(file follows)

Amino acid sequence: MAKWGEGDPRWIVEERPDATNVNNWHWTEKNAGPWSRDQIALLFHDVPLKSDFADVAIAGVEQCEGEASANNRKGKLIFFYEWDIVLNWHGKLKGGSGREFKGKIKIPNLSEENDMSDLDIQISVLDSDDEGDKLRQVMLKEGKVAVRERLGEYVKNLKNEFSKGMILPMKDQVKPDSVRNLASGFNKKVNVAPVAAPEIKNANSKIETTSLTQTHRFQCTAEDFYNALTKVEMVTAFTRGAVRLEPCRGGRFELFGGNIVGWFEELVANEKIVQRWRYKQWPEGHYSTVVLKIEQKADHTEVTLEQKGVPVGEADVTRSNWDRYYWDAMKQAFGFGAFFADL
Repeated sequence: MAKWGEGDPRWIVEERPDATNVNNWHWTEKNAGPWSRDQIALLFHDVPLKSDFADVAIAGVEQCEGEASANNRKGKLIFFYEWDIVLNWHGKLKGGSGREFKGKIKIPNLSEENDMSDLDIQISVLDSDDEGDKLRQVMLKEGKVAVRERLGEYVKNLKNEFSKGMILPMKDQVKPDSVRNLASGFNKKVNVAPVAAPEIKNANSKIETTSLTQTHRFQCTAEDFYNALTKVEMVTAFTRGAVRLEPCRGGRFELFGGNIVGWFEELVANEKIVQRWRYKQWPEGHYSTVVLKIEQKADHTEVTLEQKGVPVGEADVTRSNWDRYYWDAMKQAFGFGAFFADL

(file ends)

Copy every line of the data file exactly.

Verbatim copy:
Amino acid sequence: MAKWGEGDPRWIVEERPDATNVNNWHWTEKNAGPWSRDQIALLFHDVPLKSDFADVAIAGVEQCEGEASANNRKGKLIFFYEWDIVLNWHGKLKGGSGREFKGKIKIPNLSEENDMSDLDIQISVLDSDDEGDKLRQVMLKEGKVAVRERLGEYVKNLKNEFSKGMILPMKDQVKPDSVRNLASGFNKKVNVAPVAAPEIKNANSKIETTSLTQTHRFQCTAEDFYNALTKVEMVTAFTRGAVRLEPCRGGRFELFGGNIVGWFEELVANEKIVQRWRYKQWPEGHYSTVVLKIEQKADHTEVTLEQKGVPVGEADVTRSNWDRYYWDAMKQAFGFGAFFADL
Repeated sequence: MAKWGEGDPRWIVEERPDATNVNNWHWTEKNAGPWSRDQIALLFHDVPLKSDFADVAIAGVEQCEGEASANNRKGKLIFFYEWDIVLNWHGKLKGGSGREFKGKIKIPNLSEENDMSDLDIQISVLDSDDEGDKLRQVMLKEGKVAVRERLGEYVKNLKNEFSKGMILPMKDQVKPDSVRNLASGFNKKVNVAPVAAPEIKNANSKIETTSLTQTHRFQCTAEDFYNALTKVEMVTAFTRGAVRLEPCRGGRFELFGGNIVGWFEELVANEKIVQRWRYKQWPEGHYSTVVLKIEQKADHTEVTLEQKGVPVGEADVTRSNWDRYYWDAMKQAFGFGAFFADL